Posted by James Briggs on March 18, 2004
In Reply to: All Work and No Play Makes Jack a Dull Boy posted by Bob on March 18, 2004
: : : : The first plase I heard this phrase was in the movie "The Shining". At first I thougt it was a phrase made up for this movie, or the book. But When I saw "The Bridge On the River Kwai" the same phrase was used. Wher does it come from and what is the original meaning of thes phrase ?
: : : It means that Jack needs a vacation or some free time once in a while to expand his horizons and feel better about himself and the world around him.
: : : I have no idea where this came from and I am sure someone will post the origination.
: : Work a little, play a little.
: : ALL WORK AND NO PLAY MAKES JACK A DULL BOY ? ?The sentiment expressed by this proverb was first recorded thousands of years ago by the Egyptian sage Ptahhoptep, who wrote in c. 2400 B.C., ?One that reckoneth accounts all the day passeth not a happy moment. One that gladdeneth his heart all the day provideth not for his house. The bowman hitteth the mark, as the steersman reacheth land, by diversity of aim.? The more familiar modern saying appeared first in James Howell?s ?Proverbs in English, Italian, French and Spanish? , and was included in later collections of proverbs. Some writers have added a second part to the proverb, as in ?Harry and Lucy Concluded? by the Irish novelist Maria Edgeworth: ?All work and no play makes Jack a dull boy/ All play and no work makes Jack a mere toy??? From ?Wise Words and Wives? Tales: The Origins, Meanings and Time-Honored Wisdom of Proverbs and Folk Sayings Olde and New? by Stuart Flexner and Doris Flexner (Avon Books, New York, 1993).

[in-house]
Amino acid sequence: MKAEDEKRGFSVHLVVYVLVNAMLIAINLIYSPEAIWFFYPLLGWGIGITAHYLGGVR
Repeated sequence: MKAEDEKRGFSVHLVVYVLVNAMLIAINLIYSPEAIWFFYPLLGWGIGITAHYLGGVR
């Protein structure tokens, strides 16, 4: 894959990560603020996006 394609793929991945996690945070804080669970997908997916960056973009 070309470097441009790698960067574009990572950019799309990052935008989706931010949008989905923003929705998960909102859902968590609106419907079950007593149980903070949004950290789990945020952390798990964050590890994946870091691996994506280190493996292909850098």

: The cynical businessman version is "All work and no play makes jack. And plenty of it."
"Jack" is a name commonly used for men in general such as in "Jack of all trades" or "every man Jack of them". The origin of Jack goes back to French where the name for a peasant is Jacques Bonhomme in turn from Jacque a leather jerkin worn by peasants. The diminutive "jacket" lives on in English today.